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thing that happened 2 or 3 years ago that really had nothing to do with the present capability of the contractor and, as you know, sometimes these actions were taken, then they were reversed, and that hasn't made a very good public impression.

But that is not the issue. The issue is that this is a powerful means of dealing with contractors, and it ought to be applied carefully and uniformly. Now, there has been no public outcry about this but, if you think about it, it is the employees who are penalized by this for something that maybe was not their fault at all. There are other means of penalizing contractors and I think that we are simply implying that debarment should be used more carefully and uniformly.

Mr. BRYANT. In view of the lack of any evidence there has been a problem in the area-I am curious, who brought this matter up among the commission to get it included in this report?

Mr. PACKARD. Well, some of the problems, specifically, were that debarment was applied for something that happened 2 or 3 years ago and that it automatically forced the contractor to admit guilt when there may or may not have been guilt. All in all, our main concern about this is that it should be used carefully, should be used in case the contractor is presently not fit to deal with the Defense Department, and should not be applied when something happened 2 or 3 years ago that may have already been corrected.

Mr. BRYANT. Is there direct testimony or evidence of any kind before your committee, in the record, that would indicate the need to take action in this regard? Who, among the group wanted to include a provision in here that would suggest maybe debarment is used too much?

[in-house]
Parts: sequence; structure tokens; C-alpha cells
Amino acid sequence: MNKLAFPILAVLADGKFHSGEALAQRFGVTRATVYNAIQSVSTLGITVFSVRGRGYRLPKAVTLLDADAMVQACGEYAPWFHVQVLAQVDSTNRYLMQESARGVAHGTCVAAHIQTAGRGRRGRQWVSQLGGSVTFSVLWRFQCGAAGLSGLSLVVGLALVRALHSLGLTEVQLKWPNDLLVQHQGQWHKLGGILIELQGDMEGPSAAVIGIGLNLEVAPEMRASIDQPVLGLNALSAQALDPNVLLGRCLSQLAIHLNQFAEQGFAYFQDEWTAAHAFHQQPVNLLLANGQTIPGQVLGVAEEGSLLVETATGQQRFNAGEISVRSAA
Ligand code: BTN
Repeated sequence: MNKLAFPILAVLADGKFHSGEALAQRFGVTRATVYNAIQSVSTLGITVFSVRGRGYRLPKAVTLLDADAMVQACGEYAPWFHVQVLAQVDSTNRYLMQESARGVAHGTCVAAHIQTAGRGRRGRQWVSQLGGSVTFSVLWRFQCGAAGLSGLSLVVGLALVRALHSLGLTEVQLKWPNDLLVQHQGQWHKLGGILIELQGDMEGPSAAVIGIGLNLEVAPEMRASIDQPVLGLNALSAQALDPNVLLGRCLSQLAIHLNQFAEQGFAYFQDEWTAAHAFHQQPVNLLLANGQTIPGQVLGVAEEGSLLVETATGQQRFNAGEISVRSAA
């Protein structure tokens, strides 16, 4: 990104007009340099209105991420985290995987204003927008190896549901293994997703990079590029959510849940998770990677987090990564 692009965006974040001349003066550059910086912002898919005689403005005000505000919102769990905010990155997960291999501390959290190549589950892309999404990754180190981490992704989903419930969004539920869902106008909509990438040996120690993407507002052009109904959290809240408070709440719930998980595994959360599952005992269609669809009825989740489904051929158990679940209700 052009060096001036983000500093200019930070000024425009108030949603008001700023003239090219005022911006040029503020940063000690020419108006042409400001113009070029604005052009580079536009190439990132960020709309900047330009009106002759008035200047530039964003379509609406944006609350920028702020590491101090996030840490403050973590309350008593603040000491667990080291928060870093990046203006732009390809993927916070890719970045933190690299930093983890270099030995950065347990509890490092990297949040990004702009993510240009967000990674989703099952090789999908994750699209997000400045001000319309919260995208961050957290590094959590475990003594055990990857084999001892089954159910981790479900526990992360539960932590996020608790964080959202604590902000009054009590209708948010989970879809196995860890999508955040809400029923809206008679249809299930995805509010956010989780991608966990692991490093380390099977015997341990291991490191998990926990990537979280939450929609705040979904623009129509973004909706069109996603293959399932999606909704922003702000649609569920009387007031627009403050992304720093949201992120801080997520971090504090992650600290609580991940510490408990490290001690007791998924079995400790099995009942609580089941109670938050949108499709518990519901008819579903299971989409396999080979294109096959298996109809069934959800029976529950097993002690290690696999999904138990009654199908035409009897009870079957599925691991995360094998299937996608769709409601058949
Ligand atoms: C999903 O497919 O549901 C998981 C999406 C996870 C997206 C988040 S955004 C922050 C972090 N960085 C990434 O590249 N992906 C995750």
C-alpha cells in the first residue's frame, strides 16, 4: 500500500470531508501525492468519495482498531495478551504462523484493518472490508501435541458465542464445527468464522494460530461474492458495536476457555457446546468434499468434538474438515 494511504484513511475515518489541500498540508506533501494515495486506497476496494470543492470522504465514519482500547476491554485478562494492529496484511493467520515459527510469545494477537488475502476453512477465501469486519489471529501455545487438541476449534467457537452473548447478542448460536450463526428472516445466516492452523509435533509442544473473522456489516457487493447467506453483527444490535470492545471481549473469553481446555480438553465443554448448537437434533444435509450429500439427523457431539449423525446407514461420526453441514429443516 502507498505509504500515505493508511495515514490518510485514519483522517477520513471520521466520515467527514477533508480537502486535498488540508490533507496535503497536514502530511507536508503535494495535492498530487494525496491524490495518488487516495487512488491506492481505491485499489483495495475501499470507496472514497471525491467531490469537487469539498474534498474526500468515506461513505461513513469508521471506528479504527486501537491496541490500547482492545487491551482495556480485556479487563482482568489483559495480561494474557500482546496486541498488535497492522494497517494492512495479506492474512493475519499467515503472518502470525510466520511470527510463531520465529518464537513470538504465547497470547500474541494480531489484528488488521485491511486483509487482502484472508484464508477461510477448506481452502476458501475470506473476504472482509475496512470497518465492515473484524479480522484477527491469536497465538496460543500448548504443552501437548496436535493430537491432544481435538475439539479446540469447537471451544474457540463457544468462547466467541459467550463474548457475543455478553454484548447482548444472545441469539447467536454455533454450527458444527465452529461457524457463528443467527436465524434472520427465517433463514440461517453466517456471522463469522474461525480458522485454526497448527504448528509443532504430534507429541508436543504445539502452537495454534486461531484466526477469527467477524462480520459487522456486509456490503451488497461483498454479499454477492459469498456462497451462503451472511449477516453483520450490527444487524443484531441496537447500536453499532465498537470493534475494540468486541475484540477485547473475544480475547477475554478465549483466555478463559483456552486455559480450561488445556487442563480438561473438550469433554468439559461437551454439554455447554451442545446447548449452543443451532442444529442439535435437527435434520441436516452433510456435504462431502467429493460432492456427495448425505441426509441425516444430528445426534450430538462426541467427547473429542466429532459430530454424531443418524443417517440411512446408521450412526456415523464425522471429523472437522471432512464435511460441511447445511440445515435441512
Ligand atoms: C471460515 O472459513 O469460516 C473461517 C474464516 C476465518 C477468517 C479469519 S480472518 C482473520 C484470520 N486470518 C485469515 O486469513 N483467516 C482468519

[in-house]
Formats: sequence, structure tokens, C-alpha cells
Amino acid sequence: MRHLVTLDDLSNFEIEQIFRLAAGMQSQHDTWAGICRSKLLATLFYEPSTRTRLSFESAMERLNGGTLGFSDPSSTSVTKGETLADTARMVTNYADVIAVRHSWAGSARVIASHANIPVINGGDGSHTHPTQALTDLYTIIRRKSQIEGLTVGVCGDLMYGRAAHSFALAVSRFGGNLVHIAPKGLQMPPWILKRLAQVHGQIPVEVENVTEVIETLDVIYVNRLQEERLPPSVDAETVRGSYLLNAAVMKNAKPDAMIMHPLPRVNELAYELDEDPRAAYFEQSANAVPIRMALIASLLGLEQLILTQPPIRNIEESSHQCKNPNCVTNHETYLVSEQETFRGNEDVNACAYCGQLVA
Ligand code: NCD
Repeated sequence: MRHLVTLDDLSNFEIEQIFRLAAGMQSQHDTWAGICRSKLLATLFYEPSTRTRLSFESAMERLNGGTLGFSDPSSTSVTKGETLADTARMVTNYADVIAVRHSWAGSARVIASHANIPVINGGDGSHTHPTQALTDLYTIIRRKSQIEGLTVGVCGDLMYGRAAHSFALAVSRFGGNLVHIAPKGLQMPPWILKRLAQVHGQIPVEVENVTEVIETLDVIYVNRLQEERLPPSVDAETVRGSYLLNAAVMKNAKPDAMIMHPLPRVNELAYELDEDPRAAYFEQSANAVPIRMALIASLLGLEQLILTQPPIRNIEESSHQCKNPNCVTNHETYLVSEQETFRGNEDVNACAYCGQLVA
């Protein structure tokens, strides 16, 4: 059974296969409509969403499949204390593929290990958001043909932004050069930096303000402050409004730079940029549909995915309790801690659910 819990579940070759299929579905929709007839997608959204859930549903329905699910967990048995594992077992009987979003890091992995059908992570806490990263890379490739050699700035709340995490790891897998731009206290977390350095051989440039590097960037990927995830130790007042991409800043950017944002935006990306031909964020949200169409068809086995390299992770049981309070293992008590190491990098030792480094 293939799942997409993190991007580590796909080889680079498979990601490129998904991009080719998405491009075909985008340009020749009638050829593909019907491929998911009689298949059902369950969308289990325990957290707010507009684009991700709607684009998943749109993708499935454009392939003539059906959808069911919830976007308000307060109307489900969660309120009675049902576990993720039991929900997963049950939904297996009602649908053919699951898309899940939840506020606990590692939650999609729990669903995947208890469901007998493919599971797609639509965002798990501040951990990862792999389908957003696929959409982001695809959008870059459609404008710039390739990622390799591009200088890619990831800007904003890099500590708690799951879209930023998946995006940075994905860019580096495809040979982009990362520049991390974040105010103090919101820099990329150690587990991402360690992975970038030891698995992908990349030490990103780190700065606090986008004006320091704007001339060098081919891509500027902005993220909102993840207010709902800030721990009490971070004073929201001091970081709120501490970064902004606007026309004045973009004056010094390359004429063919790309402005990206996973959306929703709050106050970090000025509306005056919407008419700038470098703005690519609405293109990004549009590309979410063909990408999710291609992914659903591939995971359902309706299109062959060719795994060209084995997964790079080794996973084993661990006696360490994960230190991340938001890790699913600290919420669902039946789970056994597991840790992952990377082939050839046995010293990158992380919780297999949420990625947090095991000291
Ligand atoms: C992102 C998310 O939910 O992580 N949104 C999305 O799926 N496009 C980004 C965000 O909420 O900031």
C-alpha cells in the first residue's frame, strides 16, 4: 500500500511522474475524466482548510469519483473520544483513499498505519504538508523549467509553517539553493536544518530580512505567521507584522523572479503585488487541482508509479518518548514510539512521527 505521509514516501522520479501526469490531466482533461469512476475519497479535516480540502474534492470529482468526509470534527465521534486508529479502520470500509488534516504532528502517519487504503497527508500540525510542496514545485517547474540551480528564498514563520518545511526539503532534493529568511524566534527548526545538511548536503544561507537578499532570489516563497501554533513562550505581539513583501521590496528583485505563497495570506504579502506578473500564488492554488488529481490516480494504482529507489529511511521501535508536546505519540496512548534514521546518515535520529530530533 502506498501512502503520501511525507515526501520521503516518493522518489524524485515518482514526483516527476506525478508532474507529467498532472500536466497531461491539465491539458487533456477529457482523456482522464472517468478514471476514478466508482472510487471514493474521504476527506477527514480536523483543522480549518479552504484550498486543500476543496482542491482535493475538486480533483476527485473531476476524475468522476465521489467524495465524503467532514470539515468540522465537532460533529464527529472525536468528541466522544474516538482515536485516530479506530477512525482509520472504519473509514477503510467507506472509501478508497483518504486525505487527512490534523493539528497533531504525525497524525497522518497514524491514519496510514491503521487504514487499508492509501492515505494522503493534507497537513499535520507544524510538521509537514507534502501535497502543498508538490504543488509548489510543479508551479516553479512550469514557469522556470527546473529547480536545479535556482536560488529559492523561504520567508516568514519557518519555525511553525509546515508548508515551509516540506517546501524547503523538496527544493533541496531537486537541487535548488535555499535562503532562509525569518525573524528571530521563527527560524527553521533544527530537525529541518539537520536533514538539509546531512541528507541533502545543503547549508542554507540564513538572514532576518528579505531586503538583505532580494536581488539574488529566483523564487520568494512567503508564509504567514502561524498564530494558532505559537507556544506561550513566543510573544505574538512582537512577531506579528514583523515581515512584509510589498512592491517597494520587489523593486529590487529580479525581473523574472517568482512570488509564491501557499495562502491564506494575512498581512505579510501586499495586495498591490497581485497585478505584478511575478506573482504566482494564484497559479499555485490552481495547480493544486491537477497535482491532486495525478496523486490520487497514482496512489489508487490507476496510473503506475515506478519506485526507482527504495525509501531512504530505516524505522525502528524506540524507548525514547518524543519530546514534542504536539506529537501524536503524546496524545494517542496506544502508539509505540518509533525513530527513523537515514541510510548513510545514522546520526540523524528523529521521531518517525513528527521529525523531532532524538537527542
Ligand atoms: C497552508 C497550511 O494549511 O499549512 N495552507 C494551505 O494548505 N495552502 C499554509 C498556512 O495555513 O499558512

Mr. PACKARD. We set up a special subcommittee of people who had legal background to look at these issues. Bill Clark and Carla Hills were members of this committee. We asked them to look carefully into all of those recommendations that had to do with the contractor or performance. That issue, I think, was investigated carefully enough and we felt these recommendations are justified.

Mr. BRYANT. My only concern-it seems to me, without it, and particularly where you are suggesting it may have been overused in the past, what is the penalty that is in store for the misbehaving contractor? Where is he penalized? How do the stockholders lose money if their manager misbehaves, if you don't have this?

Mr. PACKARD. Again I say, we looked at this issue and think debarment should be used more judiciously than it has been in the past. We think that to clarify what the rules of ineligibility are, and to apply them uniformly, is the only way this should be handled and just to be fair and ethical about the whole thing. That is the fundamental issue.